CUT SHOTS: CALF CONCERNS
By Tom Feuer
The current status of Phil Dalhausser’s left calf injury incurred at the AVP Manhattan Beach Open is not fully known but he did begin practicing on it July 26th, which is a full 11 days before the Rio beach volley tournament begins. To recap, it was ten all in the first set of an early Sunday morning semifinal match against Jake Gibb and Casey Patterson when he started to feel some pain shortly after serving. The good news is that he has had this injury before and therefore he knows how much rest and what kind of treatment is most successful. Also, the Olympic tournament is different than any other in that there is a match every other day and in Dalhausser and Lucena’s pool is a team from Tunisia that should give them no problem.
It will, however, be potentially a different story when they face off against Ontiveros/Virgen of Mexico and Nicolai/Lupo of Italy their other pool mates. They are 1-2 against the Mexican contingent including losses in the two most recent matches which were the last two international tourneys that the Americans played. They are 2-1 against Nicolai and Lupo who knocked a hobbled Dalhausser and Rogers out of the Olympics in London in 2012. If you recall, though, Dalhausser had a blood clot a couple of months before those Games and was dealing with arthritis in his knee while in London. Rogers was also less than 100% physically.
Interestingly enough, Phil and Nick’s play in the Manhattan Beach quarterfinal, before their fateful match, was nothing short of stunning. They absolutely dominated Tri Bourne and John Hyden 21-18, 21-12 with all of the hallmarks of what should make them a formidable team if they are hitting on all cylinders in Brasil. Lucena was siding out with a vast array of shots that kept Hyden guessing. Dalhausser’s serve, perhaps the most important and critical weapon this team will need in Rio de Janeiro, was on fire including at least three that nicked the tape and rolled over for aces.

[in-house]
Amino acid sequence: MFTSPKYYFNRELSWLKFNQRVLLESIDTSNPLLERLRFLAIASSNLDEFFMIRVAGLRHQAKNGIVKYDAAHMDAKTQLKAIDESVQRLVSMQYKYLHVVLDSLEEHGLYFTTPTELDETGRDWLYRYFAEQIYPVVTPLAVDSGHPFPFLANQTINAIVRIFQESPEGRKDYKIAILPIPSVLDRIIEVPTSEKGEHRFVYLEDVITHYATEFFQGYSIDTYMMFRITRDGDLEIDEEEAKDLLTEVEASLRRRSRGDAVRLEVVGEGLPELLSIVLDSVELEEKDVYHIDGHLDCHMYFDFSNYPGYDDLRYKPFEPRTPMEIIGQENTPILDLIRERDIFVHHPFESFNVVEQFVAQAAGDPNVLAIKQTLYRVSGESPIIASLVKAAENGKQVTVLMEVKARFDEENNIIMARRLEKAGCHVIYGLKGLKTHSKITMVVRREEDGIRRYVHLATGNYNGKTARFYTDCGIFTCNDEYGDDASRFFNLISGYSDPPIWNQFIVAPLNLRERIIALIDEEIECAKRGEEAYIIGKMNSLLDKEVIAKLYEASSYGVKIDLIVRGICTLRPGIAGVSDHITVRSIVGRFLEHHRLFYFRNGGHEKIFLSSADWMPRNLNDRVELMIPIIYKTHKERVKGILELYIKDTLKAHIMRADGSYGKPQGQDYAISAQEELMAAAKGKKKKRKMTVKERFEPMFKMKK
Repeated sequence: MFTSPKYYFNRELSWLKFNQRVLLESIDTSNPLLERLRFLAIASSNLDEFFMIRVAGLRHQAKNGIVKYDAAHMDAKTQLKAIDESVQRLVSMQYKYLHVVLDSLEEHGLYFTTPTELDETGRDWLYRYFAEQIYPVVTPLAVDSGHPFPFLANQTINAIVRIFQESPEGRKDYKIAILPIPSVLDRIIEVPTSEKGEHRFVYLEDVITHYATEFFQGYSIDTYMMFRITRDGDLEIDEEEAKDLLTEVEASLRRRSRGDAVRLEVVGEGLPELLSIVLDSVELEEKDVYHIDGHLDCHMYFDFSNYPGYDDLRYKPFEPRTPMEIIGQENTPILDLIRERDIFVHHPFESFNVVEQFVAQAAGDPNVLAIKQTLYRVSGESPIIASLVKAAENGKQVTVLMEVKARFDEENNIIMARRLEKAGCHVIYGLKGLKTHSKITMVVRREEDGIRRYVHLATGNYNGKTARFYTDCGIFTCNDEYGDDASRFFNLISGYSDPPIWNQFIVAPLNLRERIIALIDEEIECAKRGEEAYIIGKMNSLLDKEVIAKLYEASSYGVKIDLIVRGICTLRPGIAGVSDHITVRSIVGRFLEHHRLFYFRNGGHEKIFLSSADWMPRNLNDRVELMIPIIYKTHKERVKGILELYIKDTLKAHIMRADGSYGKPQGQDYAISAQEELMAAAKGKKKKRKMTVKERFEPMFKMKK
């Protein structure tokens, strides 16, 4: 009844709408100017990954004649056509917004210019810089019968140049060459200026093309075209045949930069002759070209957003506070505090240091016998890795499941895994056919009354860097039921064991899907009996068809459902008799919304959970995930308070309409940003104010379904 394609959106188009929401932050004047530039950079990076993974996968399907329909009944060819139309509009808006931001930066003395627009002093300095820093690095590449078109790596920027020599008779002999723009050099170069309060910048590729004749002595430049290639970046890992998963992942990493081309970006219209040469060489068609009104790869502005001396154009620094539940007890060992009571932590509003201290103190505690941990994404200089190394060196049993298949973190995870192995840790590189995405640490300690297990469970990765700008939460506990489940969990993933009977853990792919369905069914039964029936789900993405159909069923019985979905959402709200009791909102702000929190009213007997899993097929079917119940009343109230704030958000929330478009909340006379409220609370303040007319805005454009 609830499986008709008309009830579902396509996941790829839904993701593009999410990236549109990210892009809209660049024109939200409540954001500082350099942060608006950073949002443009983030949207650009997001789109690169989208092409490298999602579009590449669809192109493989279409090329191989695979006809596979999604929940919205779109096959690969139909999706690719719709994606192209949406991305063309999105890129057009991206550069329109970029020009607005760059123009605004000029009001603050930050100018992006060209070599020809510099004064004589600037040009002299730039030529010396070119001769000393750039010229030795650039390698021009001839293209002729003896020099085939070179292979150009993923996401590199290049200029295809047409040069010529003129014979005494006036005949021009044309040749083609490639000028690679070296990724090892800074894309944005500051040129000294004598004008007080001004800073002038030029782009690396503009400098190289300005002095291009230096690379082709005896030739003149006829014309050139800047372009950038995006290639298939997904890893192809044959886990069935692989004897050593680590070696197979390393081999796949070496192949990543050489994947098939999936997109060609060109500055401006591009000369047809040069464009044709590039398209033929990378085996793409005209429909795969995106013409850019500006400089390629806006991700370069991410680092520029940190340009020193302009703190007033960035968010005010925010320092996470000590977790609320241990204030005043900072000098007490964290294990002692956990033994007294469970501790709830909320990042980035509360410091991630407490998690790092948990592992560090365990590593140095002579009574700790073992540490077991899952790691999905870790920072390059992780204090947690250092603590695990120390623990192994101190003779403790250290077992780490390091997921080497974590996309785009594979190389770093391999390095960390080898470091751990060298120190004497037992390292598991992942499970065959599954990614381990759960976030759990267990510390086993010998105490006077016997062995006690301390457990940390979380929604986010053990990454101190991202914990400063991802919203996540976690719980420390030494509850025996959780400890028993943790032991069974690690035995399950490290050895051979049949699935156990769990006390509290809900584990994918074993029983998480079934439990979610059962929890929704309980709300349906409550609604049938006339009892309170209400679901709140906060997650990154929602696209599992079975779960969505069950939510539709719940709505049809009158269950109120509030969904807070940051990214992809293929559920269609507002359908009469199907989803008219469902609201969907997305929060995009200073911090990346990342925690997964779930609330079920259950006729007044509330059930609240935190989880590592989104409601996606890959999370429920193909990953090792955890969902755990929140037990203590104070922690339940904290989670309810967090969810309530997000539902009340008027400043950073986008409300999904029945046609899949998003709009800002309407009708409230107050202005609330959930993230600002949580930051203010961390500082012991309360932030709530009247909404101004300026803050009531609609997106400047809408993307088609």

The Dalhausser dramas that have occurred over the last few years (dominance, injuries, partner switching…) have to a degree overshadowed some excellent work being put in by Casey Patterson and Jake Gibb. One thing that amazes me in watching this team is just how good a defender Patterson is. This despite the fact that he stands a very tall for a defender, 6-6 and has such excellent mobility. Time and again he can take an opposing hitter’s line or angle and dig a flawless ball. As you watch the Olympic tournament take note of his abilities in this area. The other interesting aspect of this partnership is that most teams on the world tour have a player in the that receives all or most of the serves. This is not the case necessarily with Jake and Casey which can be an advantage while opposing teams try to figure out whom to serve in any given match.
Gibb and Patterson have been THE most consistent team on the World Tour. Since April they have finished fourth or fifth in every single event they have played. On the AVP tour they have won three of the five events. In their Rio pool they have a huge advantage in that two of the teams that they play: Herrera/Gavira of Spain and Huber/Seidl of Austria are known quantities. They have long standing partnerships and are unlikely to show too many variations in Rio. Gavira and Herrera have played together since 2009, while Huber/Seidl have been a unit since 2010.
However, the last seed in their group, the Qataris, Jefferson Pereira and Cherif Younousse are dangerous. They have a win already, albeit an open, in Kish Island, Iran. You would always prefer to play the devil you know than the one you don’t and Gibb/Patterson have never faced the Qataris.
This week Klagenfurt hosts one of the world’s truly great international tournaments. According to Patterson, the event may be on its last legs which would truly be a shame. If so, it will certainly go out with a bang judging just by what has happened in the pools. Fresh off their win in the World University Games, Kelly Claes and Sarah Hughes have done it again defeating top seeds and Olympic medal favorites Laura Ludwig and Kira Walkenhorst.
When considering how long their collegiate season was, Hughes and Claes’ ability to hold and maintain a peak is extraordinary for two that are so young. It will be very interesting to see how the Trojan pair will do when they play in the ASICS World Series of Beach Volleyball in Long Beach (August 23-28) directly after the Olympics. Given their recent results including pushing Kerri Walsh Jennings and April Ross in a quarterfinal at the AVP San Francisco Open, I would not be surprised to see the young Trojans playing on the final Sunday in Long Beach. My next post will be from Rio.
Tom Feuer has been a close observer of the sport since 1976. He currently works as the Director of Arizona State’s Cronkite Sports Bureau in Santa Monica, CA and is a Professor of Practice. Prior to that, he was the Executive Producer for Fox Sports West and Prime Ticket in Los Angeles and has won three National Emmy Awards for his work in television.